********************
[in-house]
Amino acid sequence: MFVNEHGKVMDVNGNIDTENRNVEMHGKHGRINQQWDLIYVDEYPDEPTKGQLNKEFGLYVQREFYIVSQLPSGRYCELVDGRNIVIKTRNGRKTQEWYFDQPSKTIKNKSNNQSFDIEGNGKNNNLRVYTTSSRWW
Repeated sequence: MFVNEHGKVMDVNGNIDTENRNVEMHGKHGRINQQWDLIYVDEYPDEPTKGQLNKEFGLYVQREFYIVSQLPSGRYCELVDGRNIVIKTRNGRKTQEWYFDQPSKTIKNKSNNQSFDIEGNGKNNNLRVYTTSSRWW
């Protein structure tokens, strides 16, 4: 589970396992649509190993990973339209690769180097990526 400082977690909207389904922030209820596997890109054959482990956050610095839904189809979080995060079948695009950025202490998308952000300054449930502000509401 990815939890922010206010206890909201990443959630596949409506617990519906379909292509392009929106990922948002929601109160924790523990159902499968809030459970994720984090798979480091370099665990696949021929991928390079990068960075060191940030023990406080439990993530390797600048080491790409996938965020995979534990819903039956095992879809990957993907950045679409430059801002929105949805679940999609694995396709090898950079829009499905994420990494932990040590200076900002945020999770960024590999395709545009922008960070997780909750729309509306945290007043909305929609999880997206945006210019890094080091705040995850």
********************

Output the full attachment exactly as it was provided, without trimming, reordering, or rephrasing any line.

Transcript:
[in-house]
Amino acid sequence: MFVNEHGKVMDVNGNIDTENRNVEMHGKHGRINQQWDLIYVDEYPDEPTKGQLNKEFGLYVQREFYIVSQLPSGRYCELVDGRNIVIKTRNGRKTQEWYFDQPSKTIKNKSNNQSFDIEGNGKNNNLRVYTTSSRWW
Repeated sequence: MFVNEHGKVMDVNGNIDTENRNVEMHGKHGRINQQWDLIYVDEYPDEPTKGQLNKEFGLYVQREFYIVSQLPSGRYCELVDGRNIVIKTRNGRKTQEWYFDQPSKTIKNKSNNQSFDIEGNGKNNNLRVYTTSSRWW
């Protein structure tokens, strides 16, 4: 589970396992649509190993990973339209690769180097990526 400082977690909207389904922030209820596997890109054959482990956050610095839904189809979080995060079948695009950025202490998308952000300054449930502000509401 990815939890922010206010206890909201990443959630596949409506617990519906379909292509392009929106990922948002929601109160924790523990159902499968809030459970994720984090798979480091370099665990696949021929991928390079990068960075060191940030023990406080439990993530390797600048080491790409996938965020995979534990819903039956095992879809990957993907950045679409430059801002929105949805679940999609694995396709090898950079829009499905994420990494932990040590200076900002945020999770960024590999395709545009922008960070997780909750729309509306945290007043909305929609999880997206945006210019890094080091705040995850």